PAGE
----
Kepler’s laws of planetary motion.
In astronomy, Kepler’s laws of planetary motion are three scientific laws describing the motion of planets around the Sun, published by Johannes Kepler between 1609 and 1619. Wikipedia
The Significance of Kepler’s Laws
Kepler’s laws describe the motion of planets around the Sun.
Kepler knew 6 planets: Earth, Venus, Mercury, Mars, Jupiter and Saturn.
All these (also the Moon) move in nearly the same flat plane (section #2 in “Stargazers“). The solar system is flat like a pancake! The Earth is on the pancake, too, so we see the entire system edge-on–the entire pancake occupies one line (or maybe a narrow strip) cutting across the sky, known as the ecliptic. Every planet, the Moon and Sun too, move along or near the ecliptic. If you see a bunch of bright stars strung out in a line across the sky–with the line perhaps also including the Moon, (whose orbit is also close to that “pancake”), or the place on the horizon where the Sun had just set–you are probably seeing planets.
A Polish clergyman named Nicholas Copernicus figured out by 1543 that those motions made sense if planets moved around the Sun, if the Earth was one of them, and if the more distant ones moved more slowly. The Earth then sometimes overtakes the slower planets more distant from the Sun, making their positions among stars move backwards (for a while). The orbits of Venus and Mercury are inside that of Earth, so they are never seen far from the Sun (e.g. at midnight).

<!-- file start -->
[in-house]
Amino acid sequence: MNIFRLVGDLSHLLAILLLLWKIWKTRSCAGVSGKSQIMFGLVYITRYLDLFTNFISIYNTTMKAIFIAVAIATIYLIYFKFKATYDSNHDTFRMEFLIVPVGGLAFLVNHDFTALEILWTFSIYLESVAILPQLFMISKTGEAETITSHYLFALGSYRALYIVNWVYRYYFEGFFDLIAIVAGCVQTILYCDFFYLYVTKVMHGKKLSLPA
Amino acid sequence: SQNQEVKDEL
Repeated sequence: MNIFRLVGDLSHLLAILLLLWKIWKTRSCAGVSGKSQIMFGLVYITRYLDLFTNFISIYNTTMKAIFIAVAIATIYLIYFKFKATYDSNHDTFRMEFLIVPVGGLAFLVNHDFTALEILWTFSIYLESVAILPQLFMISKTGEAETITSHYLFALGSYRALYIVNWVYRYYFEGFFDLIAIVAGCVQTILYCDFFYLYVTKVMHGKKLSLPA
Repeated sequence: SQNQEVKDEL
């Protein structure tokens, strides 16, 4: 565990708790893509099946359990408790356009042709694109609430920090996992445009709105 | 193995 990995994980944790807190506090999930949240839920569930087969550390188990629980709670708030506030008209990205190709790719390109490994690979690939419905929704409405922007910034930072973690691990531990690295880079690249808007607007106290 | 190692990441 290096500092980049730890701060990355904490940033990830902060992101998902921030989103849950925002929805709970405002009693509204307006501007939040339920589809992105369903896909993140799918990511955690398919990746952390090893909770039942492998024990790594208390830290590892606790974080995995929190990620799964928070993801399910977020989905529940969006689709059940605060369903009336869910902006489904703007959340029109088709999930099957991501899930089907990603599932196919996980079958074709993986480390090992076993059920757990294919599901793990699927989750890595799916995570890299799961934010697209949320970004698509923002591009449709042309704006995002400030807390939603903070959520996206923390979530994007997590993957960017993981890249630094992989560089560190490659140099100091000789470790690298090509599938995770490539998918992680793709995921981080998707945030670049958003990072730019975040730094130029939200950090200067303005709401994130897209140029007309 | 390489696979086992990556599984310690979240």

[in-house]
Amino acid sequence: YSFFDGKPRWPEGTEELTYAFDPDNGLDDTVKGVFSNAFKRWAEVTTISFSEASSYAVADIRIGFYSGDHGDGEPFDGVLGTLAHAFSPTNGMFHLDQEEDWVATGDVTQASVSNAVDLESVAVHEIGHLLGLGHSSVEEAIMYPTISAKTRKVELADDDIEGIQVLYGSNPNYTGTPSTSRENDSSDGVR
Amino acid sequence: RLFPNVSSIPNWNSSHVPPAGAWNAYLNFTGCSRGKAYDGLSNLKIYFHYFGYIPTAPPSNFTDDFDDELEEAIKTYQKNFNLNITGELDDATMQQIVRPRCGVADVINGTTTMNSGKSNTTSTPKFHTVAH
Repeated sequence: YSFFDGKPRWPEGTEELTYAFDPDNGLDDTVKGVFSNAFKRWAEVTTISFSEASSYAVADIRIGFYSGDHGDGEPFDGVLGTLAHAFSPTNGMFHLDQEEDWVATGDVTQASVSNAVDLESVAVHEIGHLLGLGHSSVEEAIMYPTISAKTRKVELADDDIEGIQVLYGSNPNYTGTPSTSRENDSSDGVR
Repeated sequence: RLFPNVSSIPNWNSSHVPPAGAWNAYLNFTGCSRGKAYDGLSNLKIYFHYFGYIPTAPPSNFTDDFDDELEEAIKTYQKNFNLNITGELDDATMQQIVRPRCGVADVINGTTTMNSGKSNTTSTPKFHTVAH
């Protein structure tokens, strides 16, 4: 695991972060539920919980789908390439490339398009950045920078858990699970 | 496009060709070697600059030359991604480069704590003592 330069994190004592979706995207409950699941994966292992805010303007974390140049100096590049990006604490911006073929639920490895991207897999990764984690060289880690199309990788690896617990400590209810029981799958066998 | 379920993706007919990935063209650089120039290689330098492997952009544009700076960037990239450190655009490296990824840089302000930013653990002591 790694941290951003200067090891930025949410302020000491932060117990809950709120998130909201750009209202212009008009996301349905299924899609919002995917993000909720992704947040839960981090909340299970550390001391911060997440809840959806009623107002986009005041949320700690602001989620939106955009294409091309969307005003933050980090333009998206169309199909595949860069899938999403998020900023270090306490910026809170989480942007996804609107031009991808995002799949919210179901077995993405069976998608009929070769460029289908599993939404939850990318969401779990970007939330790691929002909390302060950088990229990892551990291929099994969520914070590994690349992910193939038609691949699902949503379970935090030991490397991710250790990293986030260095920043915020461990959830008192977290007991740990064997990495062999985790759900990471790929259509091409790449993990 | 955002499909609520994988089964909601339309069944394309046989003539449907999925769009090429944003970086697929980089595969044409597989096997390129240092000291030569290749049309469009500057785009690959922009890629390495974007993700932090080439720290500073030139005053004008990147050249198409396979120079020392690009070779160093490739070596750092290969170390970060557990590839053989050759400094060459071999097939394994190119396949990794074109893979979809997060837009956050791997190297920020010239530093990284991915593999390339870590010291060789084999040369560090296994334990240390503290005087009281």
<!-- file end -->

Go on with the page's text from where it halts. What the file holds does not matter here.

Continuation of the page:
I hope that describing those features–the “pancake” of the ecliptic, the reversed (“retrograde”) motion, Venus always close to the Sun–will help students get a feeling for the appearance of planets in the sky, as bright stars moving along the same track as Sun and Moon.
The 12 constellations along that line are known as the zodiac, a name which should be familiar to those who follow astrology. Venus, the brightest planet, seems to bounce back and forth across the position of the Sun, and so does Mercury–but since it is much closer to the Sun, you may only see it whe it is most distant from the Sun, and then only shortly after sunset or before sunrise.
Students will probably have heard or read that the pope and church fought the idea of Copernicus, because in one of the psalms (which are really prayer-poems) in the bible says that God “set up the Earth that it will not move” [that was one translation: a more correct one may be “will not collapse”]. Galileo, an Italian contemporary of Kepler who supported the ideas of Copernicus, was tried by the church for disobedience and was sentenced to house arrest for the rest of his life.
It was an age when people often followed ancient authors (like the Greek Aristoteles) rather than check-out with their own eyes what Nature was really doing. When people started getting involved, observing, experimenting and calculating results, that brought the era of the scientific revolution and of technology advances we live in today. Our modern technology is the cooperative result, and Kepler’s laws (together with Galileo’s work, and that of William Gilbert on magnetism) and are important, because they started the scientific revolution.
Author/Editor: Eugenio Zorrilla.